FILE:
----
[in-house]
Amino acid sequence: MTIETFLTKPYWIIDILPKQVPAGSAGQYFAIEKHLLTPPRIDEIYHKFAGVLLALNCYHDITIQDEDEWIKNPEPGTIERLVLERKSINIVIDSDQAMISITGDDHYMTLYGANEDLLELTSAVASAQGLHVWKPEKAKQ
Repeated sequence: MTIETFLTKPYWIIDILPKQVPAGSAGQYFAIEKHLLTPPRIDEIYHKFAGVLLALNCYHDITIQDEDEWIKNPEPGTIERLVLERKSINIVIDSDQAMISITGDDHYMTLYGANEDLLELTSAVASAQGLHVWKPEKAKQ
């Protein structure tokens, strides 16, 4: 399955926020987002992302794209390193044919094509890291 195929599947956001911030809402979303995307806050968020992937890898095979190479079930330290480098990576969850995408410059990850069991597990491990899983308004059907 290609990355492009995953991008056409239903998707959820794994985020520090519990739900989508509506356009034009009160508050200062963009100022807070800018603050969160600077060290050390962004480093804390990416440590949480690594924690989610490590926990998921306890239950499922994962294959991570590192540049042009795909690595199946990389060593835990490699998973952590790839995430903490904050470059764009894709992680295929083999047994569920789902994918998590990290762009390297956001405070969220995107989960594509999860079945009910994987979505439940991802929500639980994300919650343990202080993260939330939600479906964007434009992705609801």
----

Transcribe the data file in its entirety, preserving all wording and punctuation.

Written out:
[in-house]
Amino acid sequence: MTIETFLTKPYWIIDILPKQVPAGSAGQYFAIEKHLLTPPRIDEIYHKFAGVLLALNCYHDITIQDEDEWIKNPEPGTIERLVLERKSINIVIDSDQAMISITGDDHYMTLYGANEDLLELTSAVASAQGLHVWKPEKAKQ
Repeated sequence: MTIETFLTKPYWIIDILPKQVPAGSAGQYFAIEKHLLTPPRIDEIYHKFAGVLLALNCYHDITIQDEDEWIKNPEPGTIERLVLERKSINIVIDSDQAMISITGDDHYMTLYGANEDLLELTSAVASAQGLHVWKPEKAKQ
């Protein structure tokens, strides 16, 4: 399955926020987002992302794209390193044919094509890291 195929599947956001911030809402979303995307806050968020992937890898095979190479079930330290480098990576969850995408410059990850069991597990491990899983308004059907 290609990355492009995953991008056409239903998707959820794994985020520090519990739900989508509506356009034009009160508050200062963009100022807070800018603050969160600077060290050390962004480093804390990416440590949480690594924690989610490590926990998921306890239950499922994962294959991570590192540049042009795909690595199946990389060593835990490699998973952590790839995430903490904050470059764009894709992680295929083999047994569920789902994918998590990290762009390297956001405070969220995107989960594509999860079945009910994987979505439940991802929500639980994300919650343990202080993260939330939600479906964007434009992705609801």